Jessie Balmert, The Cincinnati Enquirer
Published 9:44 p.m. ET Nov. 1, 2017
Abortion is a heated political subject even a long time after Roe v. Wade. But to a girl who weighs whether or not to have an abortion, the choice by no means comes all the way down to politics. It’s advanced. It’s scary. It is, for a lot of, a very powerful choice of her life.
Hundreds of anti-abortion activists collect for a march and rally Jan. 21, 2017, at City Hall in downtown Cincinnati.(Photo: Meg Vogel, The Cincinnati Enquirer)
COLUMBUS — Ohio’s GOP-controlled House handed a invoice Wednesday to ban abortions after a fetal prognosis of Down syndrome.
The proposal, which handed 63-30, would penalize medical doctors who carry out these forms of abortions.
“Their right to life should be protected,” stated GOP Rep. Derek Merrin of Monclova Township, Ohio, a sponsor of the proposed ban. “Individuals with Down syndrome are truly treasures.”
American ladies select to terminate pregnancies 50% to 85% of the time after a Down syndrome prognosis, in keeping with a examine revealed in 2012 within the medical journal Prenatal Diagnosis.
Physicians who violate the proposed ban would face a fourth-degree felony, punishable by as much as 18 months in jail and a $5,000 fantastic. They might additionally lose their license to observe drugs and face lawsuits if the lady is injured or dies due to the prohibited abortion.
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Women who’ve abortions understanding that the fetus has been recognized with Down syndrome would face no penalties underneath the invoice. Democrats tried so as to add language that might stop ladies from being compelled to reveal a fetal Down syndrome prognosis.
But the change was rejected and deemed pointless.
“Their right to life should be protected. Individuals with Down syndrome are truly treasures.”
Ohio Rep. Derek Merrin, Monclova Township, Ohio
Only three states — Indiana, Louisiana and North Dakota — have handed legal guidelines to ban abortions after diagnoses of genetic abnormalities. A federal choose discovered Indiana’s legislation to be unconstitutional and Louisiana’s legislation is going through a authorized problem.
That means North Dakota is the one state with a ban now in impact.
Ohio is the one state in search of to ban abortions primarily based on one prognosis: Down syndrome.
Rep. Brigid Kelly, a Democrat from the Cincinnati suburb of Norwood, worries that sends the unsuitable message to different individuals with developmental disabilities.
“This bill creates a hierarchy of disabilities with Down syndrome on the top,” stated Kelly, expressing the issues of a constituent whose 20-year-old daughter has Down syndrome.
Ohio House Bill 214 nonetheless should cross the state Senate, the place virtually three-quarters of its 33 members are Republican, and be despatched to the governor, who might signal it, let it change into legislation with out his signature or veto it.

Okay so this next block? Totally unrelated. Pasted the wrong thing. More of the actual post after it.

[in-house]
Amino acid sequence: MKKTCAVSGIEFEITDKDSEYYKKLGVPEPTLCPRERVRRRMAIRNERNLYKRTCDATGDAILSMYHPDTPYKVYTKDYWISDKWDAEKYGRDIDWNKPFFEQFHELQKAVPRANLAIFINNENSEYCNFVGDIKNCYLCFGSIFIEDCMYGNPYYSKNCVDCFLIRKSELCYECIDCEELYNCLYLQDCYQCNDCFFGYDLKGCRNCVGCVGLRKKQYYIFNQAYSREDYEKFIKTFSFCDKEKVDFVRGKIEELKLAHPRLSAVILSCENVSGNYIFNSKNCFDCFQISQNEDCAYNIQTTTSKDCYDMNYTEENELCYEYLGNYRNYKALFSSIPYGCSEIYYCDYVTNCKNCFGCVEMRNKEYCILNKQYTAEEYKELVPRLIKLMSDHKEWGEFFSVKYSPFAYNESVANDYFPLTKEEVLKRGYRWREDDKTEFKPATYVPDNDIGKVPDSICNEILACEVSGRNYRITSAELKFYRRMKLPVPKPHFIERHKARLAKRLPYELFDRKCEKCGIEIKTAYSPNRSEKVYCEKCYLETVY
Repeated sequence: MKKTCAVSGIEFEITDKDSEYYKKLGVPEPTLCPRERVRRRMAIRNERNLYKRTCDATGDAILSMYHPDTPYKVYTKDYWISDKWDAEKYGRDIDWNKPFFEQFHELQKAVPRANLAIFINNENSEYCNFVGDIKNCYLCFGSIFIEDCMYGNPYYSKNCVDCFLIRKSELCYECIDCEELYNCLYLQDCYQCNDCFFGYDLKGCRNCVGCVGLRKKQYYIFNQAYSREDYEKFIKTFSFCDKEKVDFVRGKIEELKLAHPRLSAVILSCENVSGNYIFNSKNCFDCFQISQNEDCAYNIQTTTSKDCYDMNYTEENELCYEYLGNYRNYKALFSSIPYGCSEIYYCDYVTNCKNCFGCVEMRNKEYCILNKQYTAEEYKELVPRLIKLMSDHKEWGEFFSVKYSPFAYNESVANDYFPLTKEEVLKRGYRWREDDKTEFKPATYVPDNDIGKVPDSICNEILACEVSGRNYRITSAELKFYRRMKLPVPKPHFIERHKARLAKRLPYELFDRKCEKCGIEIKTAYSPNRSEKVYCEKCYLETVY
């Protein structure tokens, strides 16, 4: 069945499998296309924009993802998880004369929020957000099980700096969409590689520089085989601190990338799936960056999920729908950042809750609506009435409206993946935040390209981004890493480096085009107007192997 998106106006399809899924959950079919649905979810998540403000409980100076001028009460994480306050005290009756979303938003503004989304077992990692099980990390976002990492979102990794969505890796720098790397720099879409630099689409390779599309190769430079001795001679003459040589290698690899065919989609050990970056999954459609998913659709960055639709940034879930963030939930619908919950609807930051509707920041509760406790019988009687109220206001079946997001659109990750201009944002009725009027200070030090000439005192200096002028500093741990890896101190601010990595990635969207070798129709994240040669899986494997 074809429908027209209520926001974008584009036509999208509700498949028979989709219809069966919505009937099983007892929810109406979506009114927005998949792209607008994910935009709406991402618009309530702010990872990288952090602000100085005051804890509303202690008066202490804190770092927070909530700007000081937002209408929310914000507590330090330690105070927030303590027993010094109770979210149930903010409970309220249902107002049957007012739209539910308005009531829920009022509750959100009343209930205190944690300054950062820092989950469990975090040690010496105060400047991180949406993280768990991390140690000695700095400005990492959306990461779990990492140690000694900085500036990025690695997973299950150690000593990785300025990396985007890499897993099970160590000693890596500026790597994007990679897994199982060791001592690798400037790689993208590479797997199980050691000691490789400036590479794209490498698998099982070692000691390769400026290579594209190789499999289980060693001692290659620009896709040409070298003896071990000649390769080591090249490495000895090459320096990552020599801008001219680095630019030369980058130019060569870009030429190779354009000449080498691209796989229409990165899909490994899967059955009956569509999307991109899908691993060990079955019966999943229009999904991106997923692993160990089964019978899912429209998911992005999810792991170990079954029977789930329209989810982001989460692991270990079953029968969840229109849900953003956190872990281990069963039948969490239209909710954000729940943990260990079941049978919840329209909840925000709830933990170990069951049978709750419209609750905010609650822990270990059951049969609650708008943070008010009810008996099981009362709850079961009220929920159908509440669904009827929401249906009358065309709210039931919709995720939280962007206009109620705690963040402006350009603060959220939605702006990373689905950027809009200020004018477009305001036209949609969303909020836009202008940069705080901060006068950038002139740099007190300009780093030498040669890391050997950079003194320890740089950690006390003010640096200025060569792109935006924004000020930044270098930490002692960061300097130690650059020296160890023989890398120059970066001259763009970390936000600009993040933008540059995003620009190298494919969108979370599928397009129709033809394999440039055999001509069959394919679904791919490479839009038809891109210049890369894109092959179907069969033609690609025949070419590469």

An similar invoice already has been launched within the Ohio Senate. Its sponsor, Sen. Frank LaRose, a Republican from Copley, stated he expects the proposal to cross there.
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“Many of my colleagues have expressed their support for our bill, and I expect that we will be able to get it pbaded soon,” LaRose stated.
Republican Gov. John Kasich has signed quite a few payments limiting entry to abortion lately. Most just lately, he signed into legislation a restrict on abortions after 20 weeks gestation.
Kasich declined to touch upon the pending invoice.
► Sept. 28: Judge blocks ultrasound mandate of Kentucky abortion legislation
► Aug. 24: Chile eases one of many world’s strictest abortion bans
Earlier Wednesday, a Republican lawmaker defended her proposal to ban abortions after a fetal heartbeat is detected, as early as six weeks’ gestation. Kasich vetoed the ban, generally known as the “heartbeat bill,” final yr, however conservative lawmakers are attempting once more.
Democratic Rep. Nickie Antonio of Cleveland requested how a lot it might value to defend the heartbeat invoice if its constitutionality have been challenged in court docket, as different states have completed.
“There’s no way to know what those costs would be,” stated GOP Rep. Christina Hagan of Alliance, including that they might be just like different legal guidelines Ohio has defended. “I don’t think there is a price that can be placed on the value of a human life.”
Follow Jessie Balmert on Twitter: @jbalmert
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